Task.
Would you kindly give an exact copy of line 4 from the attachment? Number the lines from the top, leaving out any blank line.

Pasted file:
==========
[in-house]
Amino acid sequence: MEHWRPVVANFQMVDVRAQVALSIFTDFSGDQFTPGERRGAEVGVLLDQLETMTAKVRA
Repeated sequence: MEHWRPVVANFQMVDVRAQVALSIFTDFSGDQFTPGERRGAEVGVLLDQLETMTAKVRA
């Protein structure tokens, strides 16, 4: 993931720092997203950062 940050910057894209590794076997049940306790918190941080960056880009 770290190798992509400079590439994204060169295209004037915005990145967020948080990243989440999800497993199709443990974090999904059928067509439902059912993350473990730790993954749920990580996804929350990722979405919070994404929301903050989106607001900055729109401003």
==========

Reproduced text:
């Protein structure tokens, strides 16, 4: 993931720092997203950062 940050910057894209590794076997049940306790918190941080960056880009 770290190798992509400079590439994204060169295209004037915005990145967020948080990243989440999800497993199709443990974090999904059928067509439902059912993350473990730790993954749920990580996804929350990722979405919070994404929301903050989106607001900055729109401003």